A short drive from Budapest, this ancient town's majestic basilica is the largest building in Hungary.

TravelCurious Tip

Look at the basilica from across the river and you’ll see its huge, shimmering reflection on the dark waters of the Danube — it’s magical

Esztergom is a small town found on the bank of the Danube, not far from Budapest. It is an ancient, significant place: it was the royal seat of Hungary for two centuries and has been the centre of the Hungarian Catholic church for over 1000 years. It was the birthplace of the first Hungarian king, St. Stephen, and also the site of his coronation.

Nowadays, the majority of Esztergom’s historic sites are of a religious nature; it is often nicknamed the ‘Hungarian Rome’. It holds, for example, the Primate’s Palace, the Franciscan monastery, and the Basilica of Esztergom, a masterpiece of Classicism. The importance of the latter is such that is has earned its place on the 10,000 Hungarian Florint banknote.

Esztergom’s basilica is the largest church in Hungary: it is 100 metres tall and the inner diameter of the cupola is a 33.5 metres. It makes you feel very small indeed. On the southern side of the basilica is the Bakócz chapel, a precious heritage from the Hungarian Renaissance. Italian craftsmen built it from red marble for the archbishop Tamás Bakócz at the start of the 16th century.

The view from the top is just as spectacular as the basilica itself. You need to scale more than a few stairs to get there, but it’s more than worth it when you do — though there is also an elevator. The basilica is a giant among men: Esztergom’s other buildings shrink into insignificance in comparison. Its only rival is the great, winding Danube.

Nearby Attractions

See all attractions in Budapest
Hungarian Parliament Building
On the bank of the Danube, this impressive building displays an eclectic mixture of architectural styles and is home to the Crown of St Stephen.
Matthias Church
The site of several historic coronations and weddings, Matthias Church has also seen its fair share of architectural controversy.
A small castle town just north of Budapest on the Danube bend, famed for its 13th century citadel.
The popular riverside town of Szentendre is a cultural hotspot, with an array of different art museums, galleries and churches.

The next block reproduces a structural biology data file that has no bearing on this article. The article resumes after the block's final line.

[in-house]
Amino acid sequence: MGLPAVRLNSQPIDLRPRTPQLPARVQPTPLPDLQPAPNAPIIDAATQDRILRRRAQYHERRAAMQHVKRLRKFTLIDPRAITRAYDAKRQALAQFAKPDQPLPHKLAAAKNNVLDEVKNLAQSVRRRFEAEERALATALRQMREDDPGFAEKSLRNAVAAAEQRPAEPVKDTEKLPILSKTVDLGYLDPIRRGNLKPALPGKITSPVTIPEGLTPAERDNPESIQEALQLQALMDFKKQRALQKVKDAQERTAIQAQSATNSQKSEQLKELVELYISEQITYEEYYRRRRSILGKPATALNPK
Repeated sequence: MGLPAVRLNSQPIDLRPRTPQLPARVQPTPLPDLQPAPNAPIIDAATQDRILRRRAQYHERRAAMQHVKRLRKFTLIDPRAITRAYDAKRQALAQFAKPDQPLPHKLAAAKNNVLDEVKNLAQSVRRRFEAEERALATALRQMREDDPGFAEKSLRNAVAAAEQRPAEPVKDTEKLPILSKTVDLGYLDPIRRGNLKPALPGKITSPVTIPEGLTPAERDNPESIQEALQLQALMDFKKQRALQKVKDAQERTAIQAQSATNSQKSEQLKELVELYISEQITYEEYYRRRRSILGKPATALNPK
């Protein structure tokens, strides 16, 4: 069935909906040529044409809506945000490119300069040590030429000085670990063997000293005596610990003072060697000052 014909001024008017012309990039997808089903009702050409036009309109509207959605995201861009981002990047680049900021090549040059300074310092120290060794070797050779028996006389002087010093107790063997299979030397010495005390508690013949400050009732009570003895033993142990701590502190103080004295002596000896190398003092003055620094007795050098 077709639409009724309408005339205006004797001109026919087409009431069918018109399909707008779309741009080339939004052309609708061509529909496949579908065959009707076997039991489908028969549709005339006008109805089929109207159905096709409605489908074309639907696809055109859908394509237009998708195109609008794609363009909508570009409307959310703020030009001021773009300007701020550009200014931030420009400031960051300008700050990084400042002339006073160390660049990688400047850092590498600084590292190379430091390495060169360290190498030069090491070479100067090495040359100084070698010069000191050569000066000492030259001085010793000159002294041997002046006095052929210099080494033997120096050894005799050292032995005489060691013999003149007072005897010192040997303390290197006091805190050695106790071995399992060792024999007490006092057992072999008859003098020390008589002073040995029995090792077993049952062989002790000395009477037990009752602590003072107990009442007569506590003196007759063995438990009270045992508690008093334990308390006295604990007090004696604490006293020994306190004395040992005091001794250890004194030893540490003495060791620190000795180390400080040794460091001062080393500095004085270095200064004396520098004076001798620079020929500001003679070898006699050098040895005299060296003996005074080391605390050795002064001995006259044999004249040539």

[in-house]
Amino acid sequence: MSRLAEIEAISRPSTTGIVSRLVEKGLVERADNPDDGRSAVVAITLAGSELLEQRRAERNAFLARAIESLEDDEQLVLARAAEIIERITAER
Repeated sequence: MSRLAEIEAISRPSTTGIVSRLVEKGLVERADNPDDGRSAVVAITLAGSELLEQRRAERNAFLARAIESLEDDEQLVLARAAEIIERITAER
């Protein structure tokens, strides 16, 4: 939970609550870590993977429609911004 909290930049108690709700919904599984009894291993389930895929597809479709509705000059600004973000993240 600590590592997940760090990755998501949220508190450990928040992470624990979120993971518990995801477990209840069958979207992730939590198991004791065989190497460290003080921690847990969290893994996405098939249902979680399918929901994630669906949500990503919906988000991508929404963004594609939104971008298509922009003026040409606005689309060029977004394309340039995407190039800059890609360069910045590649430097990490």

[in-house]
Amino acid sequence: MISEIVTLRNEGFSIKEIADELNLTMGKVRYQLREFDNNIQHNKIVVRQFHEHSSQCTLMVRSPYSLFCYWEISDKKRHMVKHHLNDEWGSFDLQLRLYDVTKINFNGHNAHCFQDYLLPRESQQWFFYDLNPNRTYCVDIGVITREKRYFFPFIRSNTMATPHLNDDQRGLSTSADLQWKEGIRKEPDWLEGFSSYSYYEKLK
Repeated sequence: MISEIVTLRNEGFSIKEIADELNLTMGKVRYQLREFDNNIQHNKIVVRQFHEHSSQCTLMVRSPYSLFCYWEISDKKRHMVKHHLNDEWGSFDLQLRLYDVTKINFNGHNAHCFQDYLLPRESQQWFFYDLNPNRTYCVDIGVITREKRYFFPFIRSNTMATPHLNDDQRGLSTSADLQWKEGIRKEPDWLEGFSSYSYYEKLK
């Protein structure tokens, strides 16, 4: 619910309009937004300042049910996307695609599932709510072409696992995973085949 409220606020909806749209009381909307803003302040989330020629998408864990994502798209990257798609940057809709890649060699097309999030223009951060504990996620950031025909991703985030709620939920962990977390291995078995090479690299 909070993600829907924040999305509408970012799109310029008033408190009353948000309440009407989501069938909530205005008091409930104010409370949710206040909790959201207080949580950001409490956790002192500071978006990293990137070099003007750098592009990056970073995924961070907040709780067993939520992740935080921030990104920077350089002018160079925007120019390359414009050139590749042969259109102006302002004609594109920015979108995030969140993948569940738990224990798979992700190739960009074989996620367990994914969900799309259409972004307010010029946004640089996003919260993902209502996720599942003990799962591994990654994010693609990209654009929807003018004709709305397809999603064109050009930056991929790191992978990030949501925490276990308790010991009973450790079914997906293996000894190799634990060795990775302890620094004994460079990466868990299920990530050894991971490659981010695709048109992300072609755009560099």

Danube Bend
Europe's second longest river.
Wallenberg Holocaust Memorial
The Raoul Wallenberg Emlékpark (memory park) is located in the rear courtyard of the Dohány Street Synagogue, named for a Swedish diplomat.

Related Tours

Private Excursion to the Danube Bend inc Transport
Escape the hustle & bustle of Budapest, and experience the towns and cities that have made the stetch of the Danube Bend so famous. 

  • Enjoy a scenic drive towards Esztergom
  • Snap pictures of the majestic Esztergom Basilica, the oldest church in Hungary
  • See the Danube Bend from a multitude of angles
  • Visit Visegrad, a famous and picturesque castle town 
  • End your tour at Szentendre, which is full of art museums, galleries, and churches
  • Enjoy a drive back to your hotel
The Danube Bend

As the second longest river in Europe, the Danube flows south-easterly 1,770 miles from Germany’s Black Forest mountains to pass through ten countries - more than any other river on Earth - before it empties into the Black Sea. With a watershed area of more than 315,000 miles, the Danube boasts around 30 tributaries of which most are dammed - at last count total dam tally was 700. More than 83-million people live in the river basin, with around 20-million people relying on the Danube for drinking water. 

For centuries, people have depended on this vital artery for trade and transport, for drinking water and fertile soils, for energy and food. Approximately one-third of the Danube River passes through Hungary’s borders and in Budapest the sympathetic repurposing of wharf buildings, warehouses and old boat-yards is a sign that the city has loosened the chokehold of industry on this resplendent river. Designated a UNESCO Heritage site in 1991, the listed treasures along the banks are many and include the Szechenyi Chain Bridge, the Liberty Bridge, Buda Castle Hill, Matthias Church, the Hungarian Parliament Building, and bloom-filled Margaret Island.

Meandering the Danube 

The trip begins when you are picked up from your hotel or a prearranged meeting point. During the tour you will visit Esztergom, a town located 46km north of Budapest, which is home to the majestic Esztergom Basilica; the oldest church in Hungary, and the centre of the Roman Catholic faith in the country for centuries. 

On your private excursion, meander majestically as you gaze at scenery long-defined by wistful nostalgia, but within a country that very much looks to the future. A vast array of wildlife is supported by the Danube with  42 species of mammals, including otters, minks and European polecats, and 85 types of fish, including five species of sturgeon, a part of the River’s rich biodiversity.   As you drive, be sure to ask your guide about the ways the river was immortalized in the classic Strauss waltz, which has made an appearance in dozens of movies, and appropriated into film scores and songs. 

You will also pay a visit to Visegrad a famous castle town containing a 13th century citadel with palace ruins originally built in the Renaissance style. Your exclusive tour will end in Szentendre, a cultural hotbed with a selection of different art museums, galleries and churches.


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